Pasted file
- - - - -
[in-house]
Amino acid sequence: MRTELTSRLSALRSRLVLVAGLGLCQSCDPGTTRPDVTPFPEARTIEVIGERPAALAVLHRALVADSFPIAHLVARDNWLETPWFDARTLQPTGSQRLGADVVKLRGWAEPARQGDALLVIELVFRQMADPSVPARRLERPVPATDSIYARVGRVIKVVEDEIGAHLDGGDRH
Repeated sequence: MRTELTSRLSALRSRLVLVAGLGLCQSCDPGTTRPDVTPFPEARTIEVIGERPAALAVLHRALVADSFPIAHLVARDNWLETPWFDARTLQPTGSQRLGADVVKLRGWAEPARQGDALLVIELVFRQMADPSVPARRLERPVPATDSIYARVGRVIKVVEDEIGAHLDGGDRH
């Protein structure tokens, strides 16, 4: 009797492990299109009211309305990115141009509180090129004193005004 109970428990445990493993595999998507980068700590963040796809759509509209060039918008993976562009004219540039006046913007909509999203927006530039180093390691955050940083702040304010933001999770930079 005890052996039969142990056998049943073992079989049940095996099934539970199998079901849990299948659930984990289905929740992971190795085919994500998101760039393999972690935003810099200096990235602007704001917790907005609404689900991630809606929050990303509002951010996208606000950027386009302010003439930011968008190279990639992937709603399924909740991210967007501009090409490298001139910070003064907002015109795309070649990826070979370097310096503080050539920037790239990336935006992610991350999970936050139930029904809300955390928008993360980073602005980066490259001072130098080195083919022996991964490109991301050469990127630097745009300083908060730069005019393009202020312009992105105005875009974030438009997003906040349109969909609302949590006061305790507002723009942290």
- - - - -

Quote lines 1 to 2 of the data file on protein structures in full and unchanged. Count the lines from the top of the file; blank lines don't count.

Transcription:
[in-house]
Amino acid sequence: MRTELTSRLSALRSRLVLVAGLGLCQSCDPGTTRPDVTPFPEARTIEVIGERPAALAVLHRALVADSFPIAHLVARDNWLETPWFDARTLQPTGSQRLGADVVKLRGWAEPARQGDALLVIELVFRQMADPSVPARRLERPVPATDSIYARVGRVIKVVEDEIGAHLDGGDRH